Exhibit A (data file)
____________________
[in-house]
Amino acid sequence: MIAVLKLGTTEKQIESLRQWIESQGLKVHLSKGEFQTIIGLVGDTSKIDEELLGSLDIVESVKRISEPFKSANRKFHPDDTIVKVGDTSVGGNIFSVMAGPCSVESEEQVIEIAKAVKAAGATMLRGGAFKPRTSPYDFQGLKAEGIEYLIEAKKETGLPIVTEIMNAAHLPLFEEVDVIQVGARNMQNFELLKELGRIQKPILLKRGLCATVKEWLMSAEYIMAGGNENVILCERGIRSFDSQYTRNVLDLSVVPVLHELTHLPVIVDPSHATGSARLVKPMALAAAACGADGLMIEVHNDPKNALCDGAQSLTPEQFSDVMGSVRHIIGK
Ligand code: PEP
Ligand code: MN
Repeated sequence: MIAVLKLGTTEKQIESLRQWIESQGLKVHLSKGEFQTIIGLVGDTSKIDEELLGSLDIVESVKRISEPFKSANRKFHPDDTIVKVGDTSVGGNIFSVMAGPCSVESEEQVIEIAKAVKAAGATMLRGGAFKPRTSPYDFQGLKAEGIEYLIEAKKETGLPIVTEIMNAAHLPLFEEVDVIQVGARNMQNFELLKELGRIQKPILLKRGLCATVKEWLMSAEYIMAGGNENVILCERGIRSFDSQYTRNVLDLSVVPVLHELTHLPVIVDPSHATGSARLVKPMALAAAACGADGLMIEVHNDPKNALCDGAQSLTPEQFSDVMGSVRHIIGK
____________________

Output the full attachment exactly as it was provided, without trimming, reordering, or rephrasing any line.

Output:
[in-house]
Amino acid sequence: MIAVLKLGTTEKQIESLRQWIESQGLKVHLSKGEFQTIIGLVGDTSKIDEELLGSLDIVESVKRISEPFKSANRKFHPDDTIVKVGDTSVGGNIFSVMAGPCSVESEEQVIEIAKAVKAAGATMLRGGAFKPRTSPYDFQGLKAEGIEYLIEAKKETGLPIVTEIMNAAHLPLFEEVDVIQVGARNMQNFELLKELGRIQKPILLKRGLCATVKEWLMSAEYIMAGGNENVILCERGIRSFDSQYTRNVLDLSVVPVLHELTHLPVIVDPSHATGSARLVKPMALAAAACGADGLMIEVHNDPKNALCDGAQSLTPEQFSDVMGSVRHIIGK
Ligand code: PEP
Ligand code: MN
Repeated sequence: MIAVLKLGTTEKQIESLRQWIESQGLKVHLSKGEFQTIIGLVGDTSKIDEELLGSLDIVESVKRISEPFKSANRKFHPDDTIVKVGDTSVGGNIFSVMAGPCSVESEEQVIEIAKAVKAAGATMLRGGAFKPRTSPYDFQGLKAEGIEYLIEAKKETGLPIVTEIMNAAHLPLFEEVDVIQVGARNMQNFELLKELGRIQKPILLKRGLCATVKEWLMSAEYIMAGGNENVILCERGIRSFDSQYTRNVLDLSVVPVLHELTHLPVIVDPSHATGSARLVKPMALAAAACGADGLMIEVHNDPKNALCDGAQSLTPEQFSDVMGSVRHIIGK